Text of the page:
Mount-WindowsImage -ImagePath "$WinPETemp\Media\boot.wim" -Index 1 –path "$WinPETemp\Mount"

At this point, we need to add a series of packages to the WIM file to enhance its capabilities. To find the list and names of packages that are available for Windows PE, we can use this article from TechNet: WinPE: Add packages (Optional Components Reference). It describes all the current pacakges, including dependencies.

The list of these packages (OCS files) can be found in the WinPE_OCS folder.

In our environment, we will not only be adding Windows PowerShell but also the storage and DISM cmdlets.

For each component we need to add, we provide the CAB file of the optional component in Windows PE and the folder where we “mounted” the WIM file. You’ll need to add not only the OCS package but also its language equivalent for everything to work properly.

To do this, we use the Add-WindowsPackage cmdlet. Here’s an example of using this cmdlet to apply the WMI capability to a Windows PE environment:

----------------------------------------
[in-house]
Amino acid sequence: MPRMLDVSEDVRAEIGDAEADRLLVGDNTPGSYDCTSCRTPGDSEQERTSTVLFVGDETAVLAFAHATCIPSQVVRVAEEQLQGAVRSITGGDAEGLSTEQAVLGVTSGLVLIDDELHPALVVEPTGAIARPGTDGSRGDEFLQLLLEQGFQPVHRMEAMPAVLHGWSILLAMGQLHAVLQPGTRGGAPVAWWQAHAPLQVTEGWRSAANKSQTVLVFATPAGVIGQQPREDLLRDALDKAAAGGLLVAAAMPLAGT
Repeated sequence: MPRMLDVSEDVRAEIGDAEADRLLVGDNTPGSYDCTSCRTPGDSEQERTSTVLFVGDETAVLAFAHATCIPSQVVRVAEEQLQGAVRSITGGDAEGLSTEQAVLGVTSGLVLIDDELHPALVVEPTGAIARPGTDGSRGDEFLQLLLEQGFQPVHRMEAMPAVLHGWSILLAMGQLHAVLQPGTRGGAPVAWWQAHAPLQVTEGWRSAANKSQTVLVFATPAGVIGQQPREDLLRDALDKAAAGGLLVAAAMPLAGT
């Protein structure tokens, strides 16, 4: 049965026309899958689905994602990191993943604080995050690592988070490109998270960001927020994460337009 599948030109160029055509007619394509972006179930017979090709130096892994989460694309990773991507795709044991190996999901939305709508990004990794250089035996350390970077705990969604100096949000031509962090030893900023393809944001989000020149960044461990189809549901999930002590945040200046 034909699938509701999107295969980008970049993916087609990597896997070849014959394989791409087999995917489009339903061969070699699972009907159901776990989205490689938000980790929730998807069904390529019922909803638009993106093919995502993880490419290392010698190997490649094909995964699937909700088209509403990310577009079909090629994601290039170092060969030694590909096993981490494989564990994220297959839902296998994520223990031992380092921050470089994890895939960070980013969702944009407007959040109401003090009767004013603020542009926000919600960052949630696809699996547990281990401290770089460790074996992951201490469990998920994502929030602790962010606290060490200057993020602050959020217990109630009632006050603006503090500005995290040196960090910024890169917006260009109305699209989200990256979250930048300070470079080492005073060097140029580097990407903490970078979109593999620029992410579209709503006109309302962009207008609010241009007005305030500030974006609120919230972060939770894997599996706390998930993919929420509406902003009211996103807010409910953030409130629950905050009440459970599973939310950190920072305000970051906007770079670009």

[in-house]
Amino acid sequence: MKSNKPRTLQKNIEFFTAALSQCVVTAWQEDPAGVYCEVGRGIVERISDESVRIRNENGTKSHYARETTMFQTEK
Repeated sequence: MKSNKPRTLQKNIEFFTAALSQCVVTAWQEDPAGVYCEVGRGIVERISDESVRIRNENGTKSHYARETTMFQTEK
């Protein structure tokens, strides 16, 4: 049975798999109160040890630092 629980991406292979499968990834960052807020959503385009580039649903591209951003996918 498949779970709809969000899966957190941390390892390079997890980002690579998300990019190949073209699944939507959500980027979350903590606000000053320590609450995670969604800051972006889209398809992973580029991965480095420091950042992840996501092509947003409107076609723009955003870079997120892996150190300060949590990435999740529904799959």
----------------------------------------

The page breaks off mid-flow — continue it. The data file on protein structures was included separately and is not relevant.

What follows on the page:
Add-WindowsPackage -PackagePath "$($WinAdk)\Winpe_OCS\" -Path "$WinPeTemp\Mount" –IgnoreCheck
Add-WindowsPackage -PackagePath "$($WinAdk)\Winpe_OCS\en-us\" -Path "$WinPeTemp\Mount" -IgnoreCheck

To populate all of our components, the script looks like this:

Add-WindowsPackage -PackagePath "$($WinAdk)\Winpe_OCS\" -Path "$WinPeTemp\Mount" –IgnoreCheck
Add-WindowsPackage -PackagePath "$($WinAdk)\Winpe_OCS\en-us\" -Path "$WinPeTemp\Mount" –IgnoreCheck
Add-WindowsPackage -PackagePath "$($WinAdk)\Winpe_OCS\" -Path "$WinPeTemp\Mount" –IgnoreCheck
Add-WindowsPackage -PackagePath "$($WinAdk)\Winpe_OCS\en-us\" -Path "$WinPeTemp\Mount" –IgnoreCheck
Add-WindowsPackage -PackagePath "$($WinAdk)\Winpe_OCS\" -Path "$WinPeTemp\Mount" –IgnoreCheck
Add-WindowsPackage -PackagePath "$($WinAdk)\Winpe_OCS\en-us\" -Path "$WinPeTemp\Mount" –IgnoreCheck
Add-WindowsPackage -PackagePath "$($WinAdk)\Winpe_OCS\" -Path "$WinPeTemp\Mount" –IgnoreCheck
Add-WindowsPackage -PackagePath "$($WinAdk)\Winpe_OCS\en-us\" -Path "$WinPeTemp\Mount" –IgnoreCheck
Add-WindowsPackage -PackagePath "$($WinAdk)\Winpe_OCS\" -Path "$WinPeTemp\Mount" –IgnoreCheck
Add-WindowsPackage -PackagePath "$($WinAdk)\Winpe_OCS\en-us\" -Path "$WinPeTemp\Mount" –IgnoreCheck